0 to 4 years
NDCS has a number of resources that are suitable for parents of deaf children aged 0 to 4.
- Understand your child’s deafness
- My baby has a hearing loss
- Use your early years professionals
- Think about communication
- Get educational support
- Financial support
- Be playful
- Get the whole family involved
- Contact other families
- Resources for children
- Early Support: Information about deafness and hearing loss (2013)
The titles below are available to download or order here or can be ordered by contacting the Freephone Helpline on 0808 800 8880.
* Please note to download or order publications you will need to be a member of NDCS.
Watch videos featuring families of deaf children
Understand your child’s deafness
You may find it reassuring to know what causes your child’s deafness and how to interpret the hearing test results
- Understanding audiology
- Why does my child have a hearing loss?
- Genetic counselling
- Congenital cytomegalovirus (CMV) and deafness
- Glue ear
- Harvey gets grommets
- A child with microtia and atresia
- Auditory Neuropathy Spectrum Disorder
- Auditory Neuropathy Spectrum Disorder- To Parents From Parents
- Cleft Palate and Deafness
- Down’s syndrome and childhood deafness
- Deaf children with additional needs
- Mild Deafness
- Meningitis and childhood deafness
- Vision care for your deaf child
- Hearing aids
- Cochlear Implants
- Bone anchored hearing aids
My baby has a hearing loss
Find out about our guide, You and your family. It can be used by parents and the wider family who have just been given the diagnosis that their baby has a hearing loss.
Use your early years professionals
There is a range of specialists who could make a big difference to your deaf child
Think about communication
Good communication at home between you and your child is the foundation of language learning and use for the rest of their life
Get educational support
Deaf children often need support to take full advantage of their education. This can be provided from an early age
- Helping your deaf child to learn
- Helping your deaf child to develop early maths skills (3-4 year olds)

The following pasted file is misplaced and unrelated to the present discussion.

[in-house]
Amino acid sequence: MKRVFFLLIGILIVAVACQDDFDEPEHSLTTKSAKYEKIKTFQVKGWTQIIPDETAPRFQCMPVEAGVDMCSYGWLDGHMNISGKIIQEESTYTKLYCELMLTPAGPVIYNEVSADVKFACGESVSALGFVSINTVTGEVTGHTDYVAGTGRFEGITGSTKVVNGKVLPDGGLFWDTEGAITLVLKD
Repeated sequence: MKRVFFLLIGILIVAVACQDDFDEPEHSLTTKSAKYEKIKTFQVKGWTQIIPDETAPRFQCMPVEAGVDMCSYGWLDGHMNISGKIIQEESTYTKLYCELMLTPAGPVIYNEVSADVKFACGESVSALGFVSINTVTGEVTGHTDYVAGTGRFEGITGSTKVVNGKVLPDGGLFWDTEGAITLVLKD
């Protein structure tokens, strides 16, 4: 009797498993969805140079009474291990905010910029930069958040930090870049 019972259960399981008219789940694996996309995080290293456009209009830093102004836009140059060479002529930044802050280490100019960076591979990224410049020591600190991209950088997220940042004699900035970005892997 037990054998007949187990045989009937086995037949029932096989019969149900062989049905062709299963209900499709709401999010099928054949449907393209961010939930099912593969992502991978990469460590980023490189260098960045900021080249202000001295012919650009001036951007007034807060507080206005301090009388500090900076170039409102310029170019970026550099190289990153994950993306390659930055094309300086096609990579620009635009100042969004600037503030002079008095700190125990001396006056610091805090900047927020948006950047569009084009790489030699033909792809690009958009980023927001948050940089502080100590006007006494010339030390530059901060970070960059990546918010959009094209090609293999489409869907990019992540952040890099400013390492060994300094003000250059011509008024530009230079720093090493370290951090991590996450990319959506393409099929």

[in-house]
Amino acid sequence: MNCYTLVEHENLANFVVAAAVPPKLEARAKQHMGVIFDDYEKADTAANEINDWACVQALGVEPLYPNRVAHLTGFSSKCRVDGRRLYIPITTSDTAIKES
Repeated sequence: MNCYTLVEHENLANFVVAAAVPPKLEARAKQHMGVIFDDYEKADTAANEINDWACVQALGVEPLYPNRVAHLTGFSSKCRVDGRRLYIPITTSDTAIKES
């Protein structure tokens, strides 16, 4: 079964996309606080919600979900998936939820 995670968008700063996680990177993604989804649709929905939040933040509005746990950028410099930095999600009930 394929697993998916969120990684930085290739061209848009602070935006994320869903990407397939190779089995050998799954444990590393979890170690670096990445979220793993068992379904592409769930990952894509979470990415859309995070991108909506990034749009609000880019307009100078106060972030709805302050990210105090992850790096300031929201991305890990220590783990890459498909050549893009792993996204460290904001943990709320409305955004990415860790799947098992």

- Helping your deaf child to develop language, read and write (3-4 year olds)
- Personal passports
- Starting school
- Which school for your deaf child?
- Supporting the achievement of deaf children in early years settings
- What are you feeling? Emotions workbook (guide for professionals working with your child)
- Using phonics to develop your child's reading and writing skills
- Phonics Guidance
- Here to Learn DVD
- Early Years Matters DVD
Video What is a statement?
There are a number of welfare benefits and other sources of support available for a family with a deaf child.
Communication and language skills are vital for learning, as well as social and emotional development. One of the easiest – and most fun – ways to help your child develop these skills is through play.
Get the whole family involved
Parents, siblings, grandfathers and others can all make a positive contribution to your deaf child’s emotional well-being
- Parenting a deaf child: Parenting tips
- Positive Parenting DVD
- Developing parenting skills
- Parent Place chat forum
Video My child is unique
Video Reducing stress
Video Behaviour Management
Contact other families
You’re not alone. Getting in touch with other families via our online
Parent Place discussion forum or our local groups, can be a wonderful
source of ideas, inspiration and friendship
Video Meeting other parents
Resources for children
NDCS have published three comics aimed at children about getting grommets, hearing aids and visiting the Hearing Clinic.
Early Support: Information about deafness and hearing loss (2013)
This resource, written by NDCS for Early Support, is for parents of deaf children and young people up to the age of 25 who have recently been identified as being deaf.
It contains chapters on what happens in the beginning, when your child is identified as being deaf, and then explains what deafness means. The resource goes on to outline things to think about as your child moves from the early years to school years and into adulthood. It finishes with chapters on who can help, resources, and useful organisations and websites.
Parents and carers of deaf children can dip into the chapter most relevant to them or read the whole resource cover to cover.
You can download the resource from the professionals section of our website.